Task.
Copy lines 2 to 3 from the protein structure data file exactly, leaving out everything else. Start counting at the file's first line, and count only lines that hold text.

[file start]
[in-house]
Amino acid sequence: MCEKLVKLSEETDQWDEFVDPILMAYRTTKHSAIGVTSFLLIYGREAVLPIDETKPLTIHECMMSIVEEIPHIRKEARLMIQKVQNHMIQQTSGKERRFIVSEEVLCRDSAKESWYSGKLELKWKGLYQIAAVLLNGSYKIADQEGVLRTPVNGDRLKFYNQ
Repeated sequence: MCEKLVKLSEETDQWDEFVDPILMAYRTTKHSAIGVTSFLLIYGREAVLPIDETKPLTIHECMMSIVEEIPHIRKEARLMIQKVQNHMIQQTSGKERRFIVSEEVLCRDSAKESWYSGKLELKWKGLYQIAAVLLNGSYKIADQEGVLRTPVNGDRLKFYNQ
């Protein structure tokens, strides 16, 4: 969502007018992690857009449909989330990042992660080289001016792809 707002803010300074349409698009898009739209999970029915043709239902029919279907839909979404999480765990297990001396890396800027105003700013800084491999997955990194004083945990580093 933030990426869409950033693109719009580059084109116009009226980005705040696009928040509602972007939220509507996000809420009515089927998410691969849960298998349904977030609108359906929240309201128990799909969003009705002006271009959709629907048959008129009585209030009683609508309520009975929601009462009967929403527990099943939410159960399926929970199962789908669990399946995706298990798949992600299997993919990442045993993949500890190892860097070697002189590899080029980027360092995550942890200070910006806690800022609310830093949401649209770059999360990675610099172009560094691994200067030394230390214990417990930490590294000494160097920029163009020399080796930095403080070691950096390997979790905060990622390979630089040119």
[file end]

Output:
Amino acid sequence: MCEKLVKLSEETDQWDEFVDPILMAYRTTKHSAIGVTSFLLIYGREAVLPIDETKPLTIHECMMSIVEEIPHIRKEARLMIQKVQNHMIQQTSGKERRFIVSEEVLCRDSAKESWYSGKLELKWKGLYQIAAVLLNGSYKIADQEGVLRTPVNGDRLKFYNQ
Repeated sequence: MCEKLVKLSEETDQWDEFVDPILMAYRTTKHSAIGVTSFLLIYGREAVLPIDETKPLTIHECMMSIVEEIPHIRKEARLMIQKVQNHMIQQTSGKERRFIVSEEVLCRDSAKESWYSGKLELKWKGLYQIAAVLLNGSYKIADQEGVLRTPVNGDRLKFYNQ